Wilton, Redcar (PRWEB UK) 24 February 2014
The Centre for Process Innovation (CPI) has completed the build of a bespoke Graphene Demonstration Plant for Applied Graphene Materials (AGM). The demonstration plant is capable of producing up to 1 tonne of Graphene nanoplatelets per annum.
Widely regarded as the forerunner in the race to commercialise Graphene, AGM spun out of Durham University in 2010 and is working with many industrial partners to investigate different market applications. In November 2013 AGM floated on the AIM, achieving a 30% increase on starting share price, successfully raising the funds to develop personnel and expand capacity 8-fold.
Speaking at the HVM Summit, held by the High Value Manufacturing Catapult (HVMC) to showcase how HVMC centres are assisting businesses, CEO Jon Mabbitt said, ”CPI listened to us and understood the process challenge and provided a turn-key design and build service” highlighting how HVMC catapults are assisting innovative businesses such as AGM to commercialise their processes.
Graphene markets are predicted to be worth more than £800m by 2023, however since it was first isolated back in 2004, the path to the commercial production of this new material has been challenging.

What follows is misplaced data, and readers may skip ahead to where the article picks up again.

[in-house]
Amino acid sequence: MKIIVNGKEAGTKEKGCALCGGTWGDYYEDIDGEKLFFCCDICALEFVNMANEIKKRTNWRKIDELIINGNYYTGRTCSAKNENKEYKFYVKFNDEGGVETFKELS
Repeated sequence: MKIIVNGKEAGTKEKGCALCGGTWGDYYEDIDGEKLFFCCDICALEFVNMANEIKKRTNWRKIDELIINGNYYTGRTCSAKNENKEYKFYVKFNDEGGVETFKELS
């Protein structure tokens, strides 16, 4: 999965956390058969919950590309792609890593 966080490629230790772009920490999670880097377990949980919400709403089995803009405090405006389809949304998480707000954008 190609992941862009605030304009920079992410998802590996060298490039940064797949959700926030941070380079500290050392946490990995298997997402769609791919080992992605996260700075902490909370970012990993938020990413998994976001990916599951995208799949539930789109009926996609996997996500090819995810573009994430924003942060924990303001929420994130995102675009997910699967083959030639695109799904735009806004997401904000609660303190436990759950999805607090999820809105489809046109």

Graphene is an incredibly strong and lightweight allotrope of carbon with many appealing properties. At only a single atom thickness, Graphene is so thin that it can be considered two-dimensional, yet despite this it has an incredibly high tensile strength and flexural modulus. It is a superb conductor of heat and electricity (even exceeding the conductivity of copper) and as such is widely considered as a material which is set to revolutionise a variety of end user markets, such as as construction, industrial products, consumer electronics and personal care, by greatly improving strength, reducing weight and increasing efficiency. IBM recently developed a graphene-based transistor that is 50% more efficient and much smaller than conventional types, showcasing how Graphene has the potential to enhance the performance of everyday items in the future.